Top 10 Games Based On Movies

Written by Joe Martin

August 5, 2009 | 10:56

Tags: #best #dune #feature #films #goldeneye #licensed #list #riddick #star-wars #top-10 #tron #worst #x-wing

Companies: #bit-tech

The Top Ten Best Games Based on Films

Hollywood doesn’t have a great reputation when it comes collaborating with game developers – pretty much every film that’s ever been based on a game has been forgettable dross at best.

Well, except for the Hitman movie maybe. That’s actually kind of fun in a stupid don’t-have-to-concentrate kind of way, if you ask us.

The failings aren’t just one-way though; common opinion holds that nearly every game that’s ever been based on a movie has been poorly received too. From Sega’s Iron Man game last year to the irredeemably awful Street Fighter: The Movie: The Game, it seems that the world of films and games are just destined to never really mesh.

At least, that’s what the developers of the really bad games would have you believe anyway, what with their excuses about deadline pressures and the requirement to stay close to the plot of the movie. Contrary to popular opinion though there are some decent games based on films – they’re just that little bit rarer and harder to find than the bad ones, so we’ve rounded up ten of the best below. Check them out and, of course, let us know what you think in the comments section.

Top 10 Games Based On Movies   Top 10 Best Games Based on Movies
Tron'siconic light bikes make every geek's heart race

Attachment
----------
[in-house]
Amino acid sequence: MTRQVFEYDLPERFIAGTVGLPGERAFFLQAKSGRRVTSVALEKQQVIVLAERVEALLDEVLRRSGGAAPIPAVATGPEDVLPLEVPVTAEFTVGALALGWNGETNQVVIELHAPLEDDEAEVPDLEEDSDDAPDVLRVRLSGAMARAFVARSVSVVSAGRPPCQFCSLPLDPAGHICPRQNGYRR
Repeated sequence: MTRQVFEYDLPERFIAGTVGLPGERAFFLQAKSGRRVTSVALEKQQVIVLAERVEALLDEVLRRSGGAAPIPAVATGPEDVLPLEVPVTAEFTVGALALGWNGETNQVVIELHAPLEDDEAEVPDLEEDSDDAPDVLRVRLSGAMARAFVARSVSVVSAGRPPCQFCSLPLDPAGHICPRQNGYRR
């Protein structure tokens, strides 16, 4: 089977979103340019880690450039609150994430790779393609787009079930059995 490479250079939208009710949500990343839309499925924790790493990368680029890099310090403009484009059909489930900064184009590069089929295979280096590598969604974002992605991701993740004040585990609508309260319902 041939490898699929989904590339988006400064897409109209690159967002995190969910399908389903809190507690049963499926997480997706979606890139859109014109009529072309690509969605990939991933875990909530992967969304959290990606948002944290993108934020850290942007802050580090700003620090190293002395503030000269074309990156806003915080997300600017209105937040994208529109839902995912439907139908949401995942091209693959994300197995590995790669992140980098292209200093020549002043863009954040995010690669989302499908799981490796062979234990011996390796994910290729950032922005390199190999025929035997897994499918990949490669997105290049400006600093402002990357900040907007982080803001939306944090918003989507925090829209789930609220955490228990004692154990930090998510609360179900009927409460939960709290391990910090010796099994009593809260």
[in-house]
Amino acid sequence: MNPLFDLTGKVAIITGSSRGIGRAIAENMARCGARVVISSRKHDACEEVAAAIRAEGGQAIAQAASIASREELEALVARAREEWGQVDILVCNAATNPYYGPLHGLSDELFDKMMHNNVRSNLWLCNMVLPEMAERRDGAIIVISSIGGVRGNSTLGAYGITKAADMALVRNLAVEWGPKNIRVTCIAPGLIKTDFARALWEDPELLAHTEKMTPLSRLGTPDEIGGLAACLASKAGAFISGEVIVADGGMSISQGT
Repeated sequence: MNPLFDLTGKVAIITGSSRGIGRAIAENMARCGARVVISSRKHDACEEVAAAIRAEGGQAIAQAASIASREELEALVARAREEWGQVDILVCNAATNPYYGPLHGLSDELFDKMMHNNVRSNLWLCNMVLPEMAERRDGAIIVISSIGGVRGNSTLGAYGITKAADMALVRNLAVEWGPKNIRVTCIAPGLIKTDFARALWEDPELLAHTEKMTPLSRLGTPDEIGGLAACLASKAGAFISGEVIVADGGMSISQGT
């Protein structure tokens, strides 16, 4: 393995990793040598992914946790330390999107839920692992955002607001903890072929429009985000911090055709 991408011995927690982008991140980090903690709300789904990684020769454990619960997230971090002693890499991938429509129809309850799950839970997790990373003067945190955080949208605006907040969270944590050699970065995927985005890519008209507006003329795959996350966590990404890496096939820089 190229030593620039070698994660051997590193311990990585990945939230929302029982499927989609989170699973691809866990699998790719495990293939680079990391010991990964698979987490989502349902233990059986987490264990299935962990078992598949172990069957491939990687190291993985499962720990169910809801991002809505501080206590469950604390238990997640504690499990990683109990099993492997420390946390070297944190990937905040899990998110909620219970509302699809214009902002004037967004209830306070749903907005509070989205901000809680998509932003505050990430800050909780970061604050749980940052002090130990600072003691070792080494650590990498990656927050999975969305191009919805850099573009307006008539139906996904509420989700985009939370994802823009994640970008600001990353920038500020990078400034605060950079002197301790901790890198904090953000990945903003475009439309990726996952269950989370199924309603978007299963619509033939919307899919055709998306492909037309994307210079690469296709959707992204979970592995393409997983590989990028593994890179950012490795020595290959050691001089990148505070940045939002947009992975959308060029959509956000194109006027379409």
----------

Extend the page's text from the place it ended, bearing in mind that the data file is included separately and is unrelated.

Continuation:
10: Tron 2.0

Developer: Monolith Productions
Platform: PC, Mac, Xbox 360
Year: 2003

Arriving almost 21 years after the film that it was based on, Monolith’s videogame sequel seemed to come a bit out of nowhere when it was released in 2003. There was no tie-in movie alongside it, no revival of the franchise (and the upcoming Tron Legacy is still a long way off), nothing. It just appeared on shelves – a game based on the Tron series, from the developers of No One Lives Forever.

With no console version available until a year later and a reliance on the geek street-cred that the Tron series holds, it was no surprise that Tron 2.0 was a bit of a flop despite the positive reviews. It was a good game though, even though it sold poorly.

Set a good few years after the film, Tron 2.0 focuses on the adventures of Alan Bradley’s son, Jet, who is pulled into the neon computer world just like his father was in the film. Jet is taken on a rip-roaring ride that sees him fending off evil corporations, searching desperately for his father and battling all sorts of chalk-outlined baddies.

A shooter and RPG hybrid somewhat similar to Monolith’s No One Lives Forever 2, Tron 2.0 lets you upgrade your weapons and abilities as you go along, which gives the game plenty to recommend it, despite the headache-inducing graphical style. One of the highlights of the game though is the way it irreverently mocks and references all sorts of computer and gaming conventions – something that manifests clearly in the levelling up mechanic that sees you collecting version numbers in order to unlock skills such as ‘Megahurt’.
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